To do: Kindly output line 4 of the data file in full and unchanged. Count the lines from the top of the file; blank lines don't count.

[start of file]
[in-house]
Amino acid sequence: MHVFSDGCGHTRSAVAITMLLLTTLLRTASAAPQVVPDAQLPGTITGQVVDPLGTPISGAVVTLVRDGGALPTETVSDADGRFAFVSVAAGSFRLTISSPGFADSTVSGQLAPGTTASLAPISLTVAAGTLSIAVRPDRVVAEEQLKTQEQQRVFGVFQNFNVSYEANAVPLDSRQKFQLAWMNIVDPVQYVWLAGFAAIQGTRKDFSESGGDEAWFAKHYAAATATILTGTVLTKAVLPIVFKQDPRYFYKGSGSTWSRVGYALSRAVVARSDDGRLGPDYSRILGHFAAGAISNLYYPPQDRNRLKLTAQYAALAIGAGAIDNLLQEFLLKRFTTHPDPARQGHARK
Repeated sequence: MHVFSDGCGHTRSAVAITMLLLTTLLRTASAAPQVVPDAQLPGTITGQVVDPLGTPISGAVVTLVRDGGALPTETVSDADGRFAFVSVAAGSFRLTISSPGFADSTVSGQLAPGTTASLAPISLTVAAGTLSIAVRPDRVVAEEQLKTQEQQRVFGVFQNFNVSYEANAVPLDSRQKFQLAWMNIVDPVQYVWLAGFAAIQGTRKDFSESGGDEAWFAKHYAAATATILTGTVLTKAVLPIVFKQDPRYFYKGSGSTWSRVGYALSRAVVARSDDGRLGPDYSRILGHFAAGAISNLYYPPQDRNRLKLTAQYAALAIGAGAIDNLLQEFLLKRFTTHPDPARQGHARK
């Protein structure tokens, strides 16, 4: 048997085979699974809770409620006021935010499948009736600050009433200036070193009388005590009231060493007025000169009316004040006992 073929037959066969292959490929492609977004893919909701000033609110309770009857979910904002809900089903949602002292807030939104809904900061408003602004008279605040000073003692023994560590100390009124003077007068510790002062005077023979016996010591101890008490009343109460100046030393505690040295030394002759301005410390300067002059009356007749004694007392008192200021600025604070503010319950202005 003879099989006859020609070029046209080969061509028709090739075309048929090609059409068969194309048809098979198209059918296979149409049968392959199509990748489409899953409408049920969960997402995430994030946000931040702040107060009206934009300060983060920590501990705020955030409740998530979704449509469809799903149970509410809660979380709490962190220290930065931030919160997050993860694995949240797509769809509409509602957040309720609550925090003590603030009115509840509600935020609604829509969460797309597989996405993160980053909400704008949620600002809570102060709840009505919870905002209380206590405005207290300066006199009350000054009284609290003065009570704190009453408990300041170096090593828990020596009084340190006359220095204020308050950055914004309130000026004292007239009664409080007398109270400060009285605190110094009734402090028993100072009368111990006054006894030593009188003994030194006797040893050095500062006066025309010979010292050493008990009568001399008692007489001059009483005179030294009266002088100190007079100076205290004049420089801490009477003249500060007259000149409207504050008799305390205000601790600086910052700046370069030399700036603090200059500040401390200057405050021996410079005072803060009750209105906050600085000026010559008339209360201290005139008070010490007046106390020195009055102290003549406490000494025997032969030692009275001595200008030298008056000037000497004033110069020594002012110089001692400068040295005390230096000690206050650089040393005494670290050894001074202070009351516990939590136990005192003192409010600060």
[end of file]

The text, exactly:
């Protein structure tokens, strides 16, 4: 048997085979699974809770409620006021935010499948009736600050009433200036070193009388005590009231060493007025000169009316004040006992 073929037959066969292959490929492609977004893919909701000033609110309770009857979910904002809900089903949602002292807030939104809904900061408003602004008279605040000073003692023994560590100390009124003077007068510790002062005077023979016996010591101890008490009343109460100046030393505690040295030394002759301005410390300067002059009356007749004694007392008192200021600025604070503010319950202005 003879099989006859020609070029046209080969061509028709090739075309048929090609059409068969194309048809098979198209059918296979149409049968392959199509990748489409899953409408049920969960997402995430994030946000931040702040107060009206934009300060983060920590501990705020955030409740998530979704449509469809799903149970509410809660979380709490962190220290930065931030919160997050993860694995949240797509769809509409509602957040309720609550925090003590603030009115509840509600935020609604829509969460797309597989996405993160980053909400704008949620600002809570102060709840009505919870905002209380206590405005207290300066006199009350000054009284609290003065009570704190009453408990300041170096090593828990020596009084340190006359220095204020308050950055914004309130000026004292007239009664409080007398109270400060009285605190110094009734402090028993100072009368111990006054006894030593009188003994030194006797040893050095500062006066025309010979010292050493008990009568001399008692007489001059009483005179030294009266002088100190007079100076205290004049420089801490009477003249500060007259000149409207504050008799305390205000601790600086910052700046370069030399700036603090200059500040401390200057405050021996410079005072803060009750209105906050600085000026010559008339209360201290005139008070010490007046106390020195009055102290003549406490000494025997032969030692009275001595200008030298008056000037000497004033110069020594002012110089001692400068040295005390230096000690206050650089040393005494670290050894001074202070009351516990939590136990005192003192409010600060």